Senate to review Foreign Currency Deposit Act as it took center stage in impeachment trial


Sen. Ralph G. Recto yesterday called for a revisit of the laws on foreign currency deposit units (FCDUs) and the confidentiality of bank accounts to hammer out better laws responsive to "changing times and changing crimes."


"With FCDUs and the Bank Secrecy Act taking center stage in the on-going impeachment trial, we deem it imperative to call a review of these laws," Recto, Senate ways and means committee chair, said.


"The review is not meant to de-fang said laws but to make certain that no one gets hurt or gets special treatment when the claws of these laws start to pounce on its object of prey," he added.


Recto said he has been receiving friendly admonitions from concerned members of the banking community about the ramifications of waiving or liberal application of the laws on FCDUs and the Bank Secrecy Act.


"The sum of the friendly heads-up that I have been getting is that this may result to a complete break down of confidence in the banking system," Recto said.


"Businessmen would be pondering the question - if the current banking laws would not be able to protect us, who would?" the senator added.


Recto said the review of the laws should provide a clearer direction on what revisions may be adopted to ensure that the banking sector would be shielded from political exercises such as the impeachment process.


"We don't want to start a fad wherein banks are called as hostile witness in every impeachment trial with its officers risking the pain of contempt should they fail to satisfy the demands of the impeachment court," he said, in filing Senate Resolution 711.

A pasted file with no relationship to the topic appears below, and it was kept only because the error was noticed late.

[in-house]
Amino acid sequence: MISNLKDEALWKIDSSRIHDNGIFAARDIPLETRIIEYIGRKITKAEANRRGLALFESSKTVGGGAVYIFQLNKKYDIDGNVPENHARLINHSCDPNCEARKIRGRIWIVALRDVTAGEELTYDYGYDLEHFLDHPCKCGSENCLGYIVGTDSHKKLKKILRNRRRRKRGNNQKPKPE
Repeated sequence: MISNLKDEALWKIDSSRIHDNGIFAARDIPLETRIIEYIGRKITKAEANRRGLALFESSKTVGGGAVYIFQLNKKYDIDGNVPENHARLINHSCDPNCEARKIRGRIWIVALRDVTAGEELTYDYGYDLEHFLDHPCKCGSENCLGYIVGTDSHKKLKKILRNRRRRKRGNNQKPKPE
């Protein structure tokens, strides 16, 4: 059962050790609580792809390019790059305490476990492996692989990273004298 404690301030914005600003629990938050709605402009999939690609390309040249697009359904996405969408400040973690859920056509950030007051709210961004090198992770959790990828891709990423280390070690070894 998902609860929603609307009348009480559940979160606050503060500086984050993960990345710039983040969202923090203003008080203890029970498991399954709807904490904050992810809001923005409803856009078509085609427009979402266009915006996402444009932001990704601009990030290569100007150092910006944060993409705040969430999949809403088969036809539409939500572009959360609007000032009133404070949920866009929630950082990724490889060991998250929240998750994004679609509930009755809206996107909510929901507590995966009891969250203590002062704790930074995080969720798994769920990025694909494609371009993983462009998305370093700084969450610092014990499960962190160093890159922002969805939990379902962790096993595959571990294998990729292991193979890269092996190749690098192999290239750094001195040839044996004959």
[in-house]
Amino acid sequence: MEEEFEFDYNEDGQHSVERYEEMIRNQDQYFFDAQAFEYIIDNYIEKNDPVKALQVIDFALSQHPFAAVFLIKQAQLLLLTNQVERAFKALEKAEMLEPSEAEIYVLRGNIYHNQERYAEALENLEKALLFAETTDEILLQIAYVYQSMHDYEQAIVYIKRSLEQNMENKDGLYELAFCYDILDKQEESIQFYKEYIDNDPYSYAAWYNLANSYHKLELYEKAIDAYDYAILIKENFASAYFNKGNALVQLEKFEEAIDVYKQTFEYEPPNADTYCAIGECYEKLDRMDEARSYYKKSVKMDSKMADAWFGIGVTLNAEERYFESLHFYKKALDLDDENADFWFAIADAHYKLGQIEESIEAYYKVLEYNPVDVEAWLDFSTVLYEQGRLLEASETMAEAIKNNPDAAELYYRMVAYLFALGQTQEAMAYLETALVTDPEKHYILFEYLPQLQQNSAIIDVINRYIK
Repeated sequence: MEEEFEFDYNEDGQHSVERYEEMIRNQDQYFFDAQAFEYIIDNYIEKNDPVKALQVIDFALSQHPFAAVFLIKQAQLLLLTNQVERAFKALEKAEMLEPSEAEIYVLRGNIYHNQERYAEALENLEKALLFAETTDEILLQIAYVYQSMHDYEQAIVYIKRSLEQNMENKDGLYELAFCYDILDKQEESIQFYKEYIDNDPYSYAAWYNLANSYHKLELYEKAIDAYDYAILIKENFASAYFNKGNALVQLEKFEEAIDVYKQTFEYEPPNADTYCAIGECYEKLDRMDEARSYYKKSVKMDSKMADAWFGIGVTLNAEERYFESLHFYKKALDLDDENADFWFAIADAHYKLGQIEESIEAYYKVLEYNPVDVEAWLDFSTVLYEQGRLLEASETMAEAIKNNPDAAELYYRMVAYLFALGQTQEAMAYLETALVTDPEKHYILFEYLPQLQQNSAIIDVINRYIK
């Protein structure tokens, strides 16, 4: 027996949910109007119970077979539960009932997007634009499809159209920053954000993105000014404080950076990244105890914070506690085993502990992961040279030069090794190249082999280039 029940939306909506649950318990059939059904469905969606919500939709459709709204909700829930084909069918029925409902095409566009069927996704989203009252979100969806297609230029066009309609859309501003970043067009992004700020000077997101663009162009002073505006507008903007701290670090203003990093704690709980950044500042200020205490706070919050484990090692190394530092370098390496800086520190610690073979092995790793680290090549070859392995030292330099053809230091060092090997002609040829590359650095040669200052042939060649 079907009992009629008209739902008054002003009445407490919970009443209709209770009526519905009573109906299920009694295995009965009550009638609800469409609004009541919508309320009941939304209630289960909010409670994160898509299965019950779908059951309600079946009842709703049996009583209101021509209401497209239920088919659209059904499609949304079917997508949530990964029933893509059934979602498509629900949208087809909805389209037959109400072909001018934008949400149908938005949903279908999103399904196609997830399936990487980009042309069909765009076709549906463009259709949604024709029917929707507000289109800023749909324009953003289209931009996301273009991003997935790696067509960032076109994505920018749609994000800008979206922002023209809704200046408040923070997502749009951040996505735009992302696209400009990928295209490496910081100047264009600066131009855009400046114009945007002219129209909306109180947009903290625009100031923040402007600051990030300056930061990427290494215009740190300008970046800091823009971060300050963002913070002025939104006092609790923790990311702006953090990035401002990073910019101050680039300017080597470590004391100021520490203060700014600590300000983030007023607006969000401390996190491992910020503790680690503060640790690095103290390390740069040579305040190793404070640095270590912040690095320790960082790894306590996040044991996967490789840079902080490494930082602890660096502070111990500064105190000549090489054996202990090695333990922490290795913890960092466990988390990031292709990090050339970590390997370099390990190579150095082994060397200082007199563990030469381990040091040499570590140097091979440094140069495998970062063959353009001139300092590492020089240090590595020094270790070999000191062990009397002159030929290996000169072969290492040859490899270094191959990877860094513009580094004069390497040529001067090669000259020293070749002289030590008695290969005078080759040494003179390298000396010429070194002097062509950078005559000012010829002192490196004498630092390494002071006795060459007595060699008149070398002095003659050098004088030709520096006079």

Recto said, conversely, the Senate probe must also ensure that no public official or any individual running afoul of the law would hide under the cloak of the FCDU law or the Bank Secrecy Act.


The Senate impeachment court has allowed the opening of peso and FCDU accounts of Chief Justice Renato Corona in relation to the charge of the House impeachment panel that the chief justice failed to truthfully disclose his assets, including bank deposits and investments, in filing his SALN.


The president of PSBank, one of the banks subpoenaed to bring Corona's bank accounts, however, only produced the peso bank accounts but invoked the absolute confidentiality of FCDU or foreign currency accounts of the chief justice.


The Foreign Currency Deposit Act of the Philippines or Republic Act 6426, specifically Section 8 (Secrecy of Foreign Currency Deposits) provides that: "All foreign currency deposits authorized under this Act are hereby declared as and considered of an absolutely confidential nature and, except upon the written permission of the depositors, in no instance shall such foreign currency deposits be examined, inquired or looked into by any person, government official, bureau or office whether judicial or administrative or private."


An FCDU is a banking unit authorized to transact in foreign exchange, such as accepting foreign-currency deposits and making foreign-currency loans.


Data from the Bangko Sentral ng Pilipinas (BSP) indicated that total resources of FCDUs in the first half of 2011 went up by 9.5 percent to $31.12 billion from $28.41 billion the same period in 2010 after its financial assets surged 16.9 percent to $16.48 billion from $14.1 billion while gross loans jumped 21 percent to $6.45 billion from $5.33 billion.


Data also showed universal and commercial banks accounted for 95.9 percent of the total FCDU assets with $29.8 billion followed by thrift banks with 4.1 percent or $1.3 billion as well as rural and cooperative banks with less than one percent or $1 million.